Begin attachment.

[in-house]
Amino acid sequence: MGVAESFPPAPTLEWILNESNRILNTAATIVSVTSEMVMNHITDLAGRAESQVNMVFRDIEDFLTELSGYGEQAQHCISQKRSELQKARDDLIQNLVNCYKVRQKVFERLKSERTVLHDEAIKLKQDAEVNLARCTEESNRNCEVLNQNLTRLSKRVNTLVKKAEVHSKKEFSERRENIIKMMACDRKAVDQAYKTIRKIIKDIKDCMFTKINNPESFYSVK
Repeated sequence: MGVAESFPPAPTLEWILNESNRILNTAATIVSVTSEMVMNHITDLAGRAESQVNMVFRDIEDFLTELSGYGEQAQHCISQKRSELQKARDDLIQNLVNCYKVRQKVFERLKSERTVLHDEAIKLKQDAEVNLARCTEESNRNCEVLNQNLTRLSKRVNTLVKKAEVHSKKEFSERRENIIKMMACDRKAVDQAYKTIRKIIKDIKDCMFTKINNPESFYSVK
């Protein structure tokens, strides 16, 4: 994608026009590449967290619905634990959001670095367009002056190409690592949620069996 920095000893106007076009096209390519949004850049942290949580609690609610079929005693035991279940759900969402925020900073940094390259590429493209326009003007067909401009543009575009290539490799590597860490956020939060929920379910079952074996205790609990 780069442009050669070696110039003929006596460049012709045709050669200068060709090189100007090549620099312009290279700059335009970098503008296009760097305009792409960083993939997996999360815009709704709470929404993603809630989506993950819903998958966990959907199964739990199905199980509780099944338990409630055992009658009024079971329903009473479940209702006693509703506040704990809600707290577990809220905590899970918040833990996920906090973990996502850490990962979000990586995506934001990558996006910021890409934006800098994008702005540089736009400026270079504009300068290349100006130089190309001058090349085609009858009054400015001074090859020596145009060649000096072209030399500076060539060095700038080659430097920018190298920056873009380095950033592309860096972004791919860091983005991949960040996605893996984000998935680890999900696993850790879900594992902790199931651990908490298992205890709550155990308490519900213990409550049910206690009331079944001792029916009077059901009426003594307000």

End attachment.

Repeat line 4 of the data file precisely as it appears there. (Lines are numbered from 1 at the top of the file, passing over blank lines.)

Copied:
């Protein structure tokens, strides 16, 4: 994608026009590449967290619905634990959001670095367009002056190409690592949620069996 920095000893106007076009096209390519949004850049942290949580609690609610079929005693035991279940759900969402925020900073940094390259590429493209326009003007067909401009543009575009290539490799590597860490956020939060929920379910079952074996205790609990 780069442009050669070696110039003929006596460049012709045709050669200068060709090189100007090549620099312009290279700059335009970098503008296009760097305009792409960083993939997996999360815009709704709470929404993603809630989506993950819903998958966990959907199964739990199905199980509780099944338990409630055992009658009024079971329903009473479940209702006693509703506040704990809600707290577990809220905590899970918040833990996920906090973990996502850490990962979000990586995506934001990558996006910021890409934006800098994008702005540089736009400026270079504009300068290349100006130089190309001058090349085609009858009054400015001074090859020596145009060649000096072209030399500076060539060095700038080659430097920018190298920056873009380095950033592309860096972004791919860091983005991949960040996605893996984000998935680890999900696993850790879900594992902790199931651990908490298992205890709550155990308490519900213990409550049910206690009331079944001792029916009077059901009426003594307000």